Yo La Tengo & So So Glos Talk New York Mets
New Found Glory Talks Miami Marlins
Asher Roth Talks Philadelphia Phillies
Asher Roth and the Baseball Project Talk San Francisco Giants
Joan Jett Talks Baltimore Orioles
Pete Wentz & The Mountain Goats Talk Chicago Cubs
R.E.M.'s Mike Mills Talks Atlanta Braves
David Nail Talks St. Louis Cardinals
City and Colour Talks Toronto Blue Jays
The Get Up Kids Talk Kansas City Royals
Thrice Talks Los Angeles Angels
Switchfoot Talks San Diego Padres

How do you think Derek Jeter will do in his farewell season?

BH: I don’t think we’re going to get vintage Jeter; that’s not even a real expectation coming off that kind of injury at his age. I’d be thrilled with 500 at bats. There’s no reason to think that Jeter can’t hit .300. I’d be surprised if we got more than like 12, 15 home runs and I expect a little less. Some years they have really needed Jeter to try and yank the bomb and get some power when they didn’t have enough. But this year I don’t think power is going to be the problem at all and they’re really going to need people to get on base and I see him having a pretty normal Jeter year. If I had to throw a flashlight out there, I would give him an even .300 hundred average with, let’s say, eight homers, 55 RBI, maybe like 80 runs scored. I’d be pretty happy with that.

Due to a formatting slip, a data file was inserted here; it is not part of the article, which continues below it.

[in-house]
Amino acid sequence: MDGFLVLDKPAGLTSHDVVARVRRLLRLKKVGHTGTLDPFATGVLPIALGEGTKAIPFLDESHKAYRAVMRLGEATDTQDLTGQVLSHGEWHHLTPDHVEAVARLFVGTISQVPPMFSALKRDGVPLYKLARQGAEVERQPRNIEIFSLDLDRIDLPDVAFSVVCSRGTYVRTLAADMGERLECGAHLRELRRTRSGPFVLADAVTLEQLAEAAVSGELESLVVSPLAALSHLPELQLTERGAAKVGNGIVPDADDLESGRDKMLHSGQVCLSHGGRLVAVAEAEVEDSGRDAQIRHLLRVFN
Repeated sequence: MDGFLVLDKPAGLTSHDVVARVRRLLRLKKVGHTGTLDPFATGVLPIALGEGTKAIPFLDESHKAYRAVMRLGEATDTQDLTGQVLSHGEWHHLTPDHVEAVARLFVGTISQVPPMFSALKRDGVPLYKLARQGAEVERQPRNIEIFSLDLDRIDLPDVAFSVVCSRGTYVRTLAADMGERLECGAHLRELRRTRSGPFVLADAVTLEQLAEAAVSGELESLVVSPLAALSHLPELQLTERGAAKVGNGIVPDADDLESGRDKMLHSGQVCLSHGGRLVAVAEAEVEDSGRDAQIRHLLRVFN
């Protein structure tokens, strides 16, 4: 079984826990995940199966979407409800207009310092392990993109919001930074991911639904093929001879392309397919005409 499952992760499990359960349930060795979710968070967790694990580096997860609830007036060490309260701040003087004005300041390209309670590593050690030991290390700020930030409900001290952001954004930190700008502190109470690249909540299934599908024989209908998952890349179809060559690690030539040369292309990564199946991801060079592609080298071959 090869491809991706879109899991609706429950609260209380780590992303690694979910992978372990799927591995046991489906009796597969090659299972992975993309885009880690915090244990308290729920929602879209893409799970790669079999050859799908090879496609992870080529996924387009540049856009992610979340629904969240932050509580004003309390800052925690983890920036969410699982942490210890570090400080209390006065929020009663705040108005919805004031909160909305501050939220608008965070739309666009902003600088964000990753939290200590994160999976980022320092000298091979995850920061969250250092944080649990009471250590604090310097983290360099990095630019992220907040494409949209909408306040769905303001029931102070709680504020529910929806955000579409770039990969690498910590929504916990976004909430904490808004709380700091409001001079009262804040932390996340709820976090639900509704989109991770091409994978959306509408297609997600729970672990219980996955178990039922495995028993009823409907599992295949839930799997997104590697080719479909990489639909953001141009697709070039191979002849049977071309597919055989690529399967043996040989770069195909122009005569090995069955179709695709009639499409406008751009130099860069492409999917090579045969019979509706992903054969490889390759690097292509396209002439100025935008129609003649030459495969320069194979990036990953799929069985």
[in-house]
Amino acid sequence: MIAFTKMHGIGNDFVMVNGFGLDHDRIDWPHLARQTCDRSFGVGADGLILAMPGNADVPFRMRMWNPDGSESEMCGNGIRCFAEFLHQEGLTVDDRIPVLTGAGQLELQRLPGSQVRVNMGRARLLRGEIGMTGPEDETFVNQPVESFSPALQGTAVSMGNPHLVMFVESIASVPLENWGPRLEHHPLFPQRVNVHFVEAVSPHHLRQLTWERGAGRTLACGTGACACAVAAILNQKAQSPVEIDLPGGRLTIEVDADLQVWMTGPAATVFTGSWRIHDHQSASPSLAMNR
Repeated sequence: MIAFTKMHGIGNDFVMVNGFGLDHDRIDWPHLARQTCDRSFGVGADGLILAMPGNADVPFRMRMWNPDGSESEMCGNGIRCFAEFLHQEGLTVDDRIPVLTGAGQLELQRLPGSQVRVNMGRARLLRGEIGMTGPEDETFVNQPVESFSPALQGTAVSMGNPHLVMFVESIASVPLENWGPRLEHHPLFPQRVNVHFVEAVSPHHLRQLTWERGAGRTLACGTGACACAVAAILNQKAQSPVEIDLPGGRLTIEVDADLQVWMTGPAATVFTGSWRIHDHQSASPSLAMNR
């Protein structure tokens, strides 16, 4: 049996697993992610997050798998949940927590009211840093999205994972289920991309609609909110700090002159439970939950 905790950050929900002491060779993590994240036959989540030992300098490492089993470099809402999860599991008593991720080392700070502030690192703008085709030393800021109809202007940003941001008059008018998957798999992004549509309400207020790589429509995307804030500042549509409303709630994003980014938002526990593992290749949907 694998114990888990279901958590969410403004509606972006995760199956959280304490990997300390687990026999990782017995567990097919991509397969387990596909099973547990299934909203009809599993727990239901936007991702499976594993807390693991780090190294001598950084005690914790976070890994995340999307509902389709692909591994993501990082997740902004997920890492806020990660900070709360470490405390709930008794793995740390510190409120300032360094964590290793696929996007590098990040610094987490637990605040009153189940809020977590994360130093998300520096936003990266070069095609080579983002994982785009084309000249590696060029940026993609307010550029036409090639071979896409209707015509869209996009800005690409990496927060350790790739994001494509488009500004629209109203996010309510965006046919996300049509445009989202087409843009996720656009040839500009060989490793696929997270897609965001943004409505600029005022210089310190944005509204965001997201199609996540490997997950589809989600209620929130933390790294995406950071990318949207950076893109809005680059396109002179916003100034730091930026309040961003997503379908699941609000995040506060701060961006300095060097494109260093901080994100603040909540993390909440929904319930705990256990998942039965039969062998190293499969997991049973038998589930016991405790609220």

Do you think C.C. Sabathia can rebound from a very disappointing 2013 season?

BH: I am worried about the velocity. Towards the end of last year and this year, it’s obvious he’s not going to be the pure power pitcher he was. I’d be really afraid that he’s got nothing left and we’re going to get killed on this deal. But I do think he can manage to become a guy who throws 200 innings and who is going to have way less strike outs but be productive, more of an Andy Pettitte-type pitcher. He’s really got to learn to control and place the ball and really learn how to pitch a little bit better, which I think he is working his way to. The thing I’m really worried about, though, is the back end of that contract. It's so loaded where we’re going to be paying premium money for someone who probably isn’t a number one pitcher anymore.

What are your expectations for Masahiro Tanaka this year?